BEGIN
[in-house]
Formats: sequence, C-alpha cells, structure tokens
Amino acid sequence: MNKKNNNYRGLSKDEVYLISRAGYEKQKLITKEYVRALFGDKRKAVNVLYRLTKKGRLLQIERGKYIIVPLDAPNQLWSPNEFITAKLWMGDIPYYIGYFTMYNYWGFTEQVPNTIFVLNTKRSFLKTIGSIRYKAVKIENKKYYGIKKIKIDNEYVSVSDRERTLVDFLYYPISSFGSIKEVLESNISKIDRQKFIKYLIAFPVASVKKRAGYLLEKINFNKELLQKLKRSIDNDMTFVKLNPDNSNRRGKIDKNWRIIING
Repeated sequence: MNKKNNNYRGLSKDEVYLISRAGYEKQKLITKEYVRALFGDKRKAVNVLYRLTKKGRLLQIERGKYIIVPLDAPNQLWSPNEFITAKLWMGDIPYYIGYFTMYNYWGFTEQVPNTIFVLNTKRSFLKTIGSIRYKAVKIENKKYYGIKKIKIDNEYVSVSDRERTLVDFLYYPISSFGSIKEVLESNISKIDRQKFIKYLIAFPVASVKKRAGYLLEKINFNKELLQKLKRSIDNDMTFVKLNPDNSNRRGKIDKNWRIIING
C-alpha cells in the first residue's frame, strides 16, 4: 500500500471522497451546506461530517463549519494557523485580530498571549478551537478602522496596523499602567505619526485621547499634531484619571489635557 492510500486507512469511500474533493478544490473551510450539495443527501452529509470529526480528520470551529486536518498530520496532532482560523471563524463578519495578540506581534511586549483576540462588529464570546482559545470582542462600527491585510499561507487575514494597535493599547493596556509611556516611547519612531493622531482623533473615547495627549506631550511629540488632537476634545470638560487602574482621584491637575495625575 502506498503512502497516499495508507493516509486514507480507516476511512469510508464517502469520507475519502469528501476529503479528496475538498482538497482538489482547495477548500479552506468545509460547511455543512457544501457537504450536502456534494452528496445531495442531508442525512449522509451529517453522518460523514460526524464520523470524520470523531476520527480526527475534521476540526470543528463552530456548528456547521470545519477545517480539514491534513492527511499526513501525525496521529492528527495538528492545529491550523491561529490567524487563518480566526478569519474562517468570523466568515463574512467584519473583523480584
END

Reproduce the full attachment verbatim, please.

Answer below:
[in-house]
Formats: sequence, C-alpha cells, structure tokens
Amino acid sequence: MNKKNNNYRGLSKDEVYLISRAGYEKQKLITKEYVRALFGDKRKAVNVLYRLTKKGRLLQIERGKYIIVPLDAPNQLWSPNEFITAKLWMGDIPYYIGYFTMYNYWGFTEQVPNTIFVLNTKRSFLKTIGSIRYKAVKIENKKYYGIKKIKIDNEYVSVSDRERTLVDFLYYPISSFGSIKEVLESNISKIDRQKFIKYLIAFPVASVKKRAGYLLEKINFNKELLQKLKRSIDNDMTFVKLNPDNSNRRGKIDKNWRIIING
Repeated sequence: MNKKNNNYRGLSKDEVYLISRAGYEKQKLITKEYVRALFGDKRKAVNVLYRLTKKGRLLQIERGKYIIVPLDAPNQLWSPNEFITAKLWMGDIPYYIGYFTMYNYWGFTEQVPNTIFVLNTKRSFLKTIGSIRYKAVKIENKKYYGIKKIKIDNEYVSVSDRERTLVDFLYYPISSFGSIKEVLESNISKIDRQKFIKYLIAFPVASVKKRAGYLLEKINFNKELLQKLKRSIDNDMTFVKLNPDNSNRRGKIDKNWRIIING
C-alpha cells in the first residue's frame, strides 16, 4: 500500500471522497451546506461530517463549519494557523485580530498571549478551537478602522496596523499602567505619526485621547499634531484619571489635557 492510500486507512469511500474533493478544490473551510450539495443527501452529509470529526480528520470551529486536518498530520496532532482560523471563524463578519495578540506581534511586549483576540462588529464570546482559545470582542462600527491585510499561507487575514494597535493599547493596556509611556516611547519612531493622531482623533473615547495627549506631550511629540488632537476634545470638560487602574482621584491637575495625575 502506498503512502497516499495508507493516509486514507480507516476511512469510508464517502469520507475519502469528501476529503479528496475538498482538497482538489482547495477548500479552506468545509460547511455543512457544501457537504450536502456534494452528496445531495442531508442525512449522509451529517453522518460523514460526524464520523470524520470523531476520527480526527475534521476540526470543528463552530456548528456547521470545519477545517480539514491534513492527511499526513501525525496521529492528527495538528492545529491550523491561529490567524487563518480566526478569519474562517468570523466568515463574512467584519473583523480584